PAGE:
About 91% of HD patients were under a three times per week schedule, and only 7% were under a twice per week schedule. This percentage had minimally changed from 2005 (Fig. 2A). HDF therapy was still not popular, and was applied to only 18% of the whole HD patient population because the cost difference between conventional HD and HDF was still not reimbursed in Korea.

Dialyzer and dialysate

Although use of a large surface area dialyzer had been slowly increasing, 50% of HD patients received dialysis therapy with a dialyzer smaller than 1.5 m2 in surface area and a dialyzer with surface area of 1.5 to 2.0 m2 was used for 44% of patients (lower panel of Fig. 2A). Bicarbonate dialysate was used for approximately 98% of HD patients, dialysate with glucose was used for 70%, and low calcium dialysate was used for 7% of patients.

Vascular access

Autologous arteriovenous fistula was used in 76% of HD patients, arteriovenous graft shunt was used in 16%, and subcutaneous tunneled catheter was used in 6%. About 45% of HD patients had the arteriovenous fistula on the left forearm and 19% had the fistula on the left upper arm in 2016 (Fig. 2B).

PD catheters

About 39% of PD patients had a swan neck PD catheter and 23% had a swan neck with coiled tip PD catheter in 2016. The PD catheter was inserted by surgical method in 67% and by trochar method in 29% of patients newly starting dialysis in 2016. The break-in period of the new PD catheter was approximately 2 to 3 weeks in 44% of new patients.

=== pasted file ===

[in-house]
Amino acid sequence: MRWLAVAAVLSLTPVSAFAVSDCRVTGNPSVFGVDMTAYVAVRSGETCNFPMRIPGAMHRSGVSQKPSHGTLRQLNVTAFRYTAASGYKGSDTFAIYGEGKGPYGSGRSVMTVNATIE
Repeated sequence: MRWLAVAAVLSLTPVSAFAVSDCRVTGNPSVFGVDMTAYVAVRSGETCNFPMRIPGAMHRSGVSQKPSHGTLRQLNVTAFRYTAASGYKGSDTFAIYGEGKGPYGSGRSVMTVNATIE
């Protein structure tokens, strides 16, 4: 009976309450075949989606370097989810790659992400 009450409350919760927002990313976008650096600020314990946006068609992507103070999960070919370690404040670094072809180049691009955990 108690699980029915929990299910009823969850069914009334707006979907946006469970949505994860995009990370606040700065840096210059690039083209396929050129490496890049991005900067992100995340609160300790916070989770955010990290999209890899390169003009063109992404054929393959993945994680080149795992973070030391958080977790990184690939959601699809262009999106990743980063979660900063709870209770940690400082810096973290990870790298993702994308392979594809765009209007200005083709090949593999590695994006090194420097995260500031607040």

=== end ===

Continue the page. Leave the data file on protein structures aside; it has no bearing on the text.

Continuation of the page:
PD type and doses

The automated PD program was applied to about 29% of PD patients in 2016; this rate had gradually increased from 5% in 2005. About 51% of PD patients used 8 to 10 L of dialysate per day, and about 15% used more than 10 L.

Anemia and EPO therapy

The mean hemoglobin level of HD patients was 10.4 ± 1.1 g/dL and that of PD patients was 10.3 ± 1.4 g/dL in 2016. Over 12,000 units of EPO per week were injected into 31% of HD patient, but 16% of HD patients had not used EPO. For PD patients, 29% of patients had used over 12,000 units of EPO per week and 18% had no EPO. The units of darbepoietin and methoxy polyethylene glycol-epoetin beta were calculated as EPO units using a conversion constant.

Calcium and phosphorus control

The mean calcium level was 8.88 ± 0.85 mg/dL for HD patients and 8.67 ± 0.90 mg/dL for PD patients in 2016. The mean phosphorus level was 4.83 ± 1.62 mg/dL for HD patients and 5.18 ± 1.52 mg/dL for PD patients. The average parathyroid hormone (PTH) level of HD patients was 220.8 ± 230 pg/mL, but the distribution of PTH level was extremely skewed as a right-tail distribution and the most frequent values were in the range of 30 to 100 pg/mL.

Calcium carbonate or calcium acetate was applied to 63% of HD patients and sevelamer or lanthanum was applied to 13% of HD patients as phosphate binders. For PTH control, about 23% of HD patients were prescribed vitamin D and only 3% of HD patients were prescribed cinacalcet.

Miscellaneous laboratory data were as follows: Average albumin level of HD patients was 3.87 ± 0.47 g/dL and that of PD patients was 3.54 ± 0.54 g/dL in 2016. Average creatinine level of HD patients was 8.96 ± 3.0 mg/dL and that of PD patients was 10.34 ± 3.9 mg/dL. Average total cholesterol level of HD patients was 144 ± 36 mg/dL and that of PD patients was 170 ± 43 mg/dL. Average uric acid level of HD patients was 6.92 ± 1.7 mg/dL and that of PD patients was 6.65 ± 1.7 mg/dL. Average hemoglobin A1c level of DM HD patients was 6.75 ± 1.5% and that of DM PD patients was 6.73 ± 1.6%.